Science based target setting. Part One of Three: The Science
Almost 400 companies from across the world are now committed to setting evidence-based corporate carbon targets. The Science Based Target Initiative (SBTI) – a collaborative project between the CDP, UN, WRI and WWF - has recruited dozens of global giants from many economic sectors to the ‘Call To Action’, including Coca-Cola, Procter & Gamble and Walmart (1). As investor interest in climate risk is increasing, the ability to demonstrate emissions reduction in line with the latest climate science is becoming the new ‘normal’.
The alignment of corporate objectives with the imperative need to reduce Greenhouse Gas (GHG) emissions to avoid climate breakdown is a positive development and gives hope that the Paris Agreement may be effective. But with so much riding on corporate action in response to climate change, the underlying basis for the science-based target (SBT) movement must stand scrutiny: how robust are the methods for science-based target setting, on which of the various future climate scenarios are they based, and how much ‘room for uncertainty’ are they giving? The precautionary principle would suggest leaving a wide margin for error in order to avoid dangerous, runaway climate change.
In the first of a three-part series of thought-pieces on the science-based target setting movement, Verco’s Policy, Strategy and Compliance team explore the latest findings of climate change science, the consequences for corporate sustainability and target setting, and the challenges faced by the SBTI in developing and enforcing truly science-based emissions reduction.
The science of climate change
In the 2010 book Merchants of Doubt (2), American science historians Naomi Oreskes and Erik M. Conway draw parallels between the public debate around global warming and earlier controversies such as the clinical evidence for the impacts of tobacco smoke on human health. While the scientific consensus on climate change’s man-made origins is almost unanimous (97%, according to multiple studies in peer-reviewed journals (3)), by contrast the public debate is characterised by misinformation and a lack of balance, with climate change deniers overly represented (4). The message from those studying the latest climate data and ice samples is that of a growing climate emergency, one that policy makers should be acting on urgently now.
The 21st century has seen more temperature records broken than any other in recorded history. 2016 was the hottest year on record since modern recordkeeping began in 1880, according to Nasa (5) and the USA’s National Oceanic and Atmospheric Administration (NOAA)(6), and the third year in a row to set a new record for global average surface temperatures. Average temperatures are now 1 degree Celsius warmer than the average for the mid-20th century.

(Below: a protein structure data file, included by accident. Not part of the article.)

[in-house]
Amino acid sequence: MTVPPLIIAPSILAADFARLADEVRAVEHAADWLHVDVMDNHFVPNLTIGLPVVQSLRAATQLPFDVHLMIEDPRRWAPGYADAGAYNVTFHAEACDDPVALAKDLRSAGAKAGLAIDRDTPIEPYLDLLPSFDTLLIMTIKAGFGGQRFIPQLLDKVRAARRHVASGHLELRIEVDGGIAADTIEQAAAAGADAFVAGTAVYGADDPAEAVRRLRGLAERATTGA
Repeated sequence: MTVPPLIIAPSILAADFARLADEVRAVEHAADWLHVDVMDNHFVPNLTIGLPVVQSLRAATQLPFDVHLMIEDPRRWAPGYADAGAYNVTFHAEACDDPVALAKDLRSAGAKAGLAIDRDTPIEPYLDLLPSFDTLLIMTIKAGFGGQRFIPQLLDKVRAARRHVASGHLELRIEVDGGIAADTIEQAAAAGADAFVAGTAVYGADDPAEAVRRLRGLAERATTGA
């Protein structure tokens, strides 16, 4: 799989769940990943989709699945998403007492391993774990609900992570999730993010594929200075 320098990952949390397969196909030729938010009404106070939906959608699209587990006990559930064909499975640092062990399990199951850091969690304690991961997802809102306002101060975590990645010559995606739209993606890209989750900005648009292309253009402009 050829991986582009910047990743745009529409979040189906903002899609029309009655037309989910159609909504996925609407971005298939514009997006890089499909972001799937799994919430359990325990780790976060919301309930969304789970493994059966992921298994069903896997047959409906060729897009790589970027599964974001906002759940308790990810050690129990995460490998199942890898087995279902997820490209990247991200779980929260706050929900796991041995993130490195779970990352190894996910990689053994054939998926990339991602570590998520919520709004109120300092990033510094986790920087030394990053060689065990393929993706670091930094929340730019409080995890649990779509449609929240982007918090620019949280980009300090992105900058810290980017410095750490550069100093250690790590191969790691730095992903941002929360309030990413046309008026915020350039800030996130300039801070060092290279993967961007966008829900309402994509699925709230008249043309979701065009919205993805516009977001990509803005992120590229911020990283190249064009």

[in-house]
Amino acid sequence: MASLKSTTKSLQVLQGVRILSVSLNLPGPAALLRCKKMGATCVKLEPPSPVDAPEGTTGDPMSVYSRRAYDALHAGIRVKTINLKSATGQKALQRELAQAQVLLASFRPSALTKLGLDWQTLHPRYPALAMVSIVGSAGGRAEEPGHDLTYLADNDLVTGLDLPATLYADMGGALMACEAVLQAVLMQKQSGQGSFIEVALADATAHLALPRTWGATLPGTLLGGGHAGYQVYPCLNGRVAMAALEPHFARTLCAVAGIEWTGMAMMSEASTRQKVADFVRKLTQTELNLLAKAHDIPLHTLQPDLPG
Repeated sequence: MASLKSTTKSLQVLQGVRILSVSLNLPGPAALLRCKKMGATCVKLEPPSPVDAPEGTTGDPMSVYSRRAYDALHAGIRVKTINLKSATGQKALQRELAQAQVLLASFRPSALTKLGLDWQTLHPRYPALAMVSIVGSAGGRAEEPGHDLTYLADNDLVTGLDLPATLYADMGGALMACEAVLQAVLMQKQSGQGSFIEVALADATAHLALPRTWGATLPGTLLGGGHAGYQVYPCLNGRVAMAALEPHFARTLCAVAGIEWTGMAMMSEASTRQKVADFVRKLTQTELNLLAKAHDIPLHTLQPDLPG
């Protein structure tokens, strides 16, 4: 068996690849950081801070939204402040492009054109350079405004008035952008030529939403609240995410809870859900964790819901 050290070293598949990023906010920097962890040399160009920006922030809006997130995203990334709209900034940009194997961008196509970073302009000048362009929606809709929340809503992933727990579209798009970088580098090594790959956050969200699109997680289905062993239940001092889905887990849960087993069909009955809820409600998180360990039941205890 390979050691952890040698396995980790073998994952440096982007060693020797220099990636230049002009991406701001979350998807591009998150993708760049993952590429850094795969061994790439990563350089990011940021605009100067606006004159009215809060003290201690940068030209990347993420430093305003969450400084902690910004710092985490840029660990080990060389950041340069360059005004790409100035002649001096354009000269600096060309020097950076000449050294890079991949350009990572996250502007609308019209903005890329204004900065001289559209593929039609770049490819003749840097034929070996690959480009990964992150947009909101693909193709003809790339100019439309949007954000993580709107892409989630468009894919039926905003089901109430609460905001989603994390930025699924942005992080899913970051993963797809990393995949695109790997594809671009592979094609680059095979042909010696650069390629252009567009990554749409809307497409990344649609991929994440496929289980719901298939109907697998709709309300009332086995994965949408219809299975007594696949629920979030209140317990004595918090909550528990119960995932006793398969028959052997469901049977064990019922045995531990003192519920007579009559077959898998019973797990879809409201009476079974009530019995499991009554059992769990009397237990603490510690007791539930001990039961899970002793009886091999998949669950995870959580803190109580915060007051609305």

The changes occurring in the Arctic region – where temperatures are rising two to three times faster than the global average (7) - are alarming. Striking visible evidence of this is the vanishing of Arctic sea ice in summer, a consequence of global warming which is occurring more rapidly than even the experts predicted. In his 2016 book A Farewell to Ice (8), Peter Wadhams - former director of the Scott Polar Research Institute and professor of ocean physics at Cambridge – states that the Arctic is facing a decline which may see the entire summer ice cover collapse in a matter of a few years from today. In 1970, when Wadhams completed his first of 50 polar expeditions, Arctic sea ice coverage was around 8 million square kilometers at its September minimum. Just 45 years later, it has more than halved to 3.4m and is shrinking by 13% per decade. The sea ice is thinning as well, and its volume has shrunk even faster than its area, which is no more apparent than in the now infamous ‘Arctic death spiral’ produced by Andy Lee Robinson and Haveland (9).
The probability of total sea ice loss in summer is heightened by strong positive feedback effects (10); these make the likelihood of sea ice recovery virtually zero, at least on a timescale of centuries. The consequences of such radical changes to a significant portion of the planet’s surface are uncertain, but are predicted to include more extreme weather events and potentially also an eventual slowing or even cessation of the Gulf Stream. Although such an outcome feels more like the science fiction of The Day After Tomorrow, it should expunge any complacency that the British Isles will be given an easy ride by climate change. The dramatic reductions in Arctic sea ice extent are the most glaring canary in the climate change coal mine.
Looking beyond sea ice, a warmer world leads to increased concentrations of water vapour in the air – itself a greenhouse gas. The liberation of carbon dioxide and methane trapped in the Earth’s deep soil layers (11) and permafrost (12) presents a further previously untapped source of planet-warming gases.
Paris has put the world on the right track, but those who have ratified it must “pursue efforts to limit global temperature rise this century to 1.5°C above pre-industrial levels.” That means reducing emissions much more deeply and faster than most people realise.
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(3) J. Cook, et al, "Consensus on consensus: a synthesis of consensus estimates on human-caused global warming," Environmental Research Letters Vol. 11 No. 4, (13 April 2016); DOI:10.1088/1748-9326/11/4/048002
(10) The feedback mechanisms caused by melting Arctic ice alone are highly consequential and are already being detected. With reduced ice coverage, the level of reflectiveness of the Earth’s land mass – known as the ‘albedo’ – is reduced, and more of the Sun’s heat absorbed by the darker-coloured land and oceans. With greater areas of open sea, the average size of waves increases, breaking up more ice.